Program Statistics

Prospective participants: “We ask that the people who teach our method be developed dance artists who have spent time honing their craft and can share their insight and inspiration with the Parkinson’s community,” says Mark Morris Dance Group company member and Dance for Parkinson’s Disease instructor David Leventhal.

Date/time: Contact MMDG for dates of upcoming workshops.

Location: MMDG’s studio in Brooklyn, New York. Past workshops have also taken place in London, Seattle and Berkeley, California.

Cost/housing: “Training workshop costs are reasonable, but they depend on the objectives and location of the workshop and its intended participant profile,” says Leventhal. MMDG can suggest local hotels, with possible special rates, if needed.

Accreditation received: None. A certification program is currently in development.

Director/founder: Olie Westheimer, executive director of the Brooklyn Parkinson Group, studied ballet as a youth with a member of the Royal Academy of Ballet. She has also served as executive director of the Association for Research in Nervous and Mental Disease, and she is an experienced medical writer/editor.

Contact: Eva Nichols, Director of Education, Mark Morris Dance Group; 3 Lafayette Ave., Brooklyn, NY 11217; 718-624-8400; eva@mmdg.org; www.mmdg.org

Photo by Katsuyoshi Tanaka; courtesy of Mark Morris Dance Group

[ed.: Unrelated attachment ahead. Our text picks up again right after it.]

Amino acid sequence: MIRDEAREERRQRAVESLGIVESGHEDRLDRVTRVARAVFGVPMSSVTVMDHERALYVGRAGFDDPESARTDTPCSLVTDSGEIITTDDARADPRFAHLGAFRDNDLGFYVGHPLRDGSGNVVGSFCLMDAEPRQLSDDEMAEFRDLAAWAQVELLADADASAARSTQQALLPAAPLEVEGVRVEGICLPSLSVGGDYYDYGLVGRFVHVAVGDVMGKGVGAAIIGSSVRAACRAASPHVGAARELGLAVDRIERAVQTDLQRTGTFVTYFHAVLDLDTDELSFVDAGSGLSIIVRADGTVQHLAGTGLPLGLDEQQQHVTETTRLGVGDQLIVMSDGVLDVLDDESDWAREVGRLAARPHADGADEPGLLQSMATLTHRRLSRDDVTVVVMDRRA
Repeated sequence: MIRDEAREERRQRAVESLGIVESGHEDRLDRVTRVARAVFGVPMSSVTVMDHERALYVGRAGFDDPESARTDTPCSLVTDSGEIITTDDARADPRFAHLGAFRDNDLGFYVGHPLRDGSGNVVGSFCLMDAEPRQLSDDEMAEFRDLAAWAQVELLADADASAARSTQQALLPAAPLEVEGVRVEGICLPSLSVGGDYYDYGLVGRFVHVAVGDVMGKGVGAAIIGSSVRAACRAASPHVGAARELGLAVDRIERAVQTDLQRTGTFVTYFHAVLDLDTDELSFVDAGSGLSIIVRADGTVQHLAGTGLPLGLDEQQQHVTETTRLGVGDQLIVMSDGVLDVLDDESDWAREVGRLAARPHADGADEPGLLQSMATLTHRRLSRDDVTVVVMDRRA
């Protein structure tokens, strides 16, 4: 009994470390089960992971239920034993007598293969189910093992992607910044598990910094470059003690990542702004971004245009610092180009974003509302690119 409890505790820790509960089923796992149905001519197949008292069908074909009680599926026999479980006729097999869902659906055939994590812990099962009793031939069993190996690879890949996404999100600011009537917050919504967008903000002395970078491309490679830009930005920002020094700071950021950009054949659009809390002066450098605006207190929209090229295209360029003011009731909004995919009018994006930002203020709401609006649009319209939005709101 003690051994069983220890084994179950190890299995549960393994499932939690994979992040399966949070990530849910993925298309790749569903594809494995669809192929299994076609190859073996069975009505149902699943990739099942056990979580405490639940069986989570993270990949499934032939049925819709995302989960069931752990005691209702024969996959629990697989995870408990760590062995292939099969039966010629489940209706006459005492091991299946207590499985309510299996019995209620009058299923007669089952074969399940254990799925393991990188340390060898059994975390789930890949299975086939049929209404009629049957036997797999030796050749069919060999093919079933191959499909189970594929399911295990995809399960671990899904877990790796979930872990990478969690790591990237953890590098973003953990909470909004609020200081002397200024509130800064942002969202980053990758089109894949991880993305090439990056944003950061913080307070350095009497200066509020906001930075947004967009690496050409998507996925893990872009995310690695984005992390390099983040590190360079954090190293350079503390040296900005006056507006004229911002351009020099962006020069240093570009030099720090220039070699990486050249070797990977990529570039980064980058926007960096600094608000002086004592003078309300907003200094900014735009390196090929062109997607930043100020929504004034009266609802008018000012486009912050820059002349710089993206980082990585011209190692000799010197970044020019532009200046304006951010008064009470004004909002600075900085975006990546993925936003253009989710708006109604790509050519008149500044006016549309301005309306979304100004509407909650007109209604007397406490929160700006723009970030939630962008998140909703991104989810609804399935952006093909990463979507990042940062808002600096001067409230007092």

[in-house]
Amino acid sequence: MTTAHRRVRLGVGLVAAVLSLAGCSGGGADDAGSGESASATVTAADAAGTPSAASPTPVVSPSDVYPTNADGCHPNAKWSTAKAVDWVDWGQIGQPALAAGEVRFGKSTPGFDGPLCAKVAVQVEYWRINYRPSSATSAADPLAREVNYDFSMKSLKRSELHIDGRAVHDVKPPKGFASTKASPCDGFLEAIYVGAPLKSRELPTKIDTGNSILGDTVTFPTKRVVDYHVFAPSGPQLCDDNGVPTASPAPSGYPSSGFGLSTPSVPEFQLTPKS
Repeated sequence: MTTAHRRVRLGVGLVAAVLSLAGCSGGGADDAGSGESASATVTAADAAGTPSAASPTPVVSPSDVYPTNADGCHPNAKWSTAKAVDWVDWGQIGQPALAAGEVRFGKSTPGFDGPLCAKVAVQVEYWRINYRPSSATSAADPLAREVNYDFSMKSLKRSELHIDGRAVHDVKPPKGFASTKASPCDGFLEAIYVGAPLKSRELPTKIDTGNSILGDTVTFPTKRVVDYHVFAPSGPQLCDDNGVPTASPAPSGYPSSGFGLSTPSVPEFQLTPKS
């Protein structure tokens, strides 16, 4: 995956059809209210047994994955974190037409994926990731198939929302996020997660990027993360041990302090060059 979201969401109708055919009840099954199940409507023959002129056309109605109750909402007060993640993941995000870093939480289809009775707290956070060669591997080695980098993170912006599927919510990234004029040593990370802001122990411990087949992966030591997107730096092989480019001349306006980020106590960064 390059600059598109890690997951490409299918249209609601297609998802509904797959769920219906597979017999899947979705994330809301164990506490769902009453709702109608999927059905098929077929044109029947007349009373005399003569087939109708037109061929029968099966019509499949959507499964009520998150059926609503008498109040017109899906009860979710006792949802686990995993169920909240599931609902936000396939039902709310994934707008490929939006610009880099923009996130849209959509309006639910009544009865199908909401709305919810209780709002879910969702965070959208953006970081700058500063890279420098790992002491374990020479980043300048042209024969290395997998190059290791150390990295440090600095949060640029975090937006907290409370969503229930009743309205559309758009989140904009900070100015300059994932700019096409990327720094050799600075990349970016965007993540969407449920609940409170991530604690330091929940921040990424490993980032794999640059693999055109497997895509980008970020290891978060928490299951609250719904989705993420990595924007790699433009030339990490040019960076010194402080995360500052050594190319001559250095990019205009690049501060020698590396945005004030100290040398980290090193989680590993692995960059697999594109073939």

Music
Mary Malleney, courtesy Osato

In most classes, dancers are encouraged to count the music, and dance with it—emphasizing accents and letting the rhythm of a song guide them.

But Marissa Osato likes to give her students an unexpected challenge: to resist hitting the beats.

In her contemporary class at EDGE Performing Arts Center in Los Angeles (which is now closed, until they find a new space), she would often play heavy trap music. She'd encourage her students to find the contrast by moving in slow, fluid, circular patterns, daring them to explore the unobvious interpretation of the steady rhythms.


"I like to give dancers a phrase of music and choreography and have them reinterpret it," she says, "to be thinkers and creators and not just replicators."

Osato learned this approach—avoiding the natural temptation of the music always being the leader—while earning her MFA in choreography at California Institute of the Arts. "When I was collaborating with a composer for my thesis, he mentioned, 'You always count in eights. Why?'"

This forced Osato out of her creative comfort zone. "The choices I made, my use of music, and its correlation to the movement were put under a microscope," she says. "I learned to not always make the music the driving motive of my work," a habit she attributes to her competition studio training as a young dancer.